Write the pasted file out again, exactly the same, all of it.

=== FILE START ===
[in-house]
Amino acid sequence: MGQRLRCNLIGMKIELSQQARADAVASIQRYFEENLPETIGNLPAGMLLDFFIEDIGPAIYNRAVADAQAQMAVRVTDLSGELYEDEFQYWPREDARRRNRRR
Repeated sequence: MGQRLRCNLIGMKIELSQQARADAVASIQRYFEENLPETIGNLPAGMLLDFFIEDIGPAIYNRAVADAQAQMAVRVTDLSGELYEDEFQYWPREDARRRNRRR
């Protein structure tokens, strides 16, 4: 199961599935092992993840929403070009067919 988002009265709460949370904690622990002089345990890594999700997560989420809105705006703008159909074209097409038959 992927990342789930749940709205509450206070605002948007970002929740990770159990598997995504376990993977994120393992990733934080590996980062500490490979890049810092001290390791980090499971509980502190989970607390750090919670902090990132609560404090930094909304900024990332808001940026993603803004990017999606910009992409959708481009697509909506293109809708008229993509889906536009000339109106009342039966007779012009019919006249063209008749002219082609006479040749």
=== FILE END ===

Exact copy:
[in-house]
Amino acid sequence: MGQRLRCNLIGMKIELSQQARADAVASIQRYFEENLPETIGNLPAGMLLDFFIEDIGPAIYNRAVADAQAQMAVRVTDLSGELYEDEFQYWPREDARRRNRRR
Repeated sequence: MGQRLRCNLIGMKIELSQQARADAVASIQRYFEENLPETIGNLPAGMLLDFFIEDIGPAIYNRAVADAQAQMAVRVTDLSGELYEDEFQYWPREDARRRNRRR
């Protein structure tokens, strides 16, 4: 199961599935092992993840929403070009067919 988002009265709460949370904690622990002089345990890594999700997560989420809105705006703008159909074209097409038959 992927990342789930749940709205509450206070605002948007970002929740990770159990598997995504376990993977994120393992990733934080590996980062500490490979890049810092001290390791980090499971509980502190989970607390750090919670902090990132609560404090930094909304900024990332808001940026993603803004990017999606910009992409959708481009697509909506293109809708008229993509889906536009000339109106009342039966007779012009019919006249063209008749002219082609006479040749």